More than Just a Loving Father | Ted Shaw Remembered by Daughter

Sandy Miranti, the youngest of his three daughters, talks about the loving relationship she had with her father, who gave so much to the City of South Pasadena, before his passing on February 1

PHOTO: Provided by the family of Ted Shaw | News | Ted Shaw and his wife Joan

This is quite long so for those of you that want the cliffs notes …as I write this I can’t believe how God has blessed me with the BEST family growing up and the BEST family now.

There was a time I couldn’t open the paper and not see at least two pictures of my dad in that week’s edition. You would think that I, at a young age, would be embarrassed…is he showing off, is he trying to take the credit, is he putting the city, church, community or work over me….the answer is NEVER.

He came to almost every game or event us daughters had throughout our childhood and throughout our children, grandchildren, and great grandchildren’s lives.

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He never took a penny for the countless hours he gave to others but the time he spent with my mom was priceless.

I was never embarrassed, well almost never embarrassed, cuz my dad was the best. He was cool…he was funny, smart, patient, kind, loving, and yes, usually right.

He taught me in business to make a decision and don’t look back. Yes, things need to be adjusted as variables always change but he meant have faith in the decision you make because it is coming from your heart and meant to solve a problem, not create one.

You all know my dad because you were involved in some event with Ted and Joan in doing good, but the funny thing is, you all know my dad by how he made you feel. Yes, when the phone rang and it was Ted, sometimes you all thought, oh no, now what is he going to volunteer us to do….but really you know my dad because of the one on one moments he spent with you as an adviser, friend, loved one, or mentor, fellow organizer or volunteer.

He had a way of always helping – whether to make us more confident with our path, bring up a thought that we hadn’t considered, or pose a question we needed to find out the answer to. He had a way to get us to be a part of something better, something good. Doing the right thing or “being the bigger person”, “taking the high road” or “God does see”, made us all challenge ourselves to think it through and choose the good. To be the best we can be without forgetting the right and moral way to get there.

My dad did so much more than he took credit for. I love the stories about his 3 some years with Joan and Friends running all volunteer for CCD Congress. Back in those days they had to drive to the LA Archdiocese office to pick up reports so they could “do their thing,” no easy upload and download or cloud. But what I really loved was the interaction with people that my dad had.

Politely and with that smirk on his face he reminded two nuns who mischievously, but with hearts of pure love, tried to sneak in under the ropes to a packed lecture they didn’t have a ticket for. He would have held the ropes up high for them to go under if he could. What the nuns didn’t know was the fire department was watching the Convention Center to make sure they obeyed safety and fire regulations. My dad made it all okay in his special way of making even getting into trouble okay (for the nuns not me, his daughter).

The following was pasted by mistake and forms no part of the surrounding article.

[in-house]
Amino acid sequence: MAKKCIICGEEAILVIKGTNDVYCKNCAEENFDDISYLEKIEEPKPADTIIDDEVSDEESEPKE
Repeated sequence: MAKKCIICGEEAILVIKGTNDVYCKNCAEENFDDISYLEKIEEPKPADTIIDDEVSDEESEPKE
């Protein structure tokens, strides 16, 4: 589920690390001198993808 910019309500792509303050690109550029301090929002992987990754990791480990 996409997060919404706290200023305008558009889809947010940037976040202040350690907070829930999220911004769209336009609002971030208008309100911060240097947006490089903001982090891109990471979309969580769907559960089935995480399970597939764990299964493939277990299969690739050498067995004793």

Coordinating the Papal Celebration (Catholic POPE Event) at Dodger Stadium in 1987 with my mom is not talked about much when you mention Ted Shaw and it is hard to find stuff online about him, but he is there if we look. He and Joan were always there behind the scenes so we could have a good time and enjoy an event and then give that experience back by volunteering. Yes, the Pope’s event.

Volunteering was everything to my dad. Maybe because he was doing it with his beautiful bride or maybe because he loved people and showing how good it feels to help.

I tell my daughters that have worked with my sister on the SPTOR since they were very young, that one day the skill they learned of ironing leaves will come in handy. If you only knew how many of these unusual skills I have accumulated over the years.

When it comes to my sister Deb, who developed Colon Cancer at the age of 40, I remember my dad saying to me: “I don’t understand but my faith assures me that God has a plan. Just because I am not able to comprehend it right now, when I get up there to heaven, God has a lot of questions to answer.”

Dad, I know you are in heaven with all our loved ones and getting the answers to those complicated questions. Just know how much you are loved by me, my husband Mark (who you met when I was in 8th grade), Jennifer and Stephanie.

Ted Shaw led by example in so many ways. He touched so many people and as I write this I can’t believe how God has blessed me with the BEST family growing up and the BEST family now.

Sandy (Sandra to some) Shaw Miranti – the youngest and very proud daughter of Ted Shaw.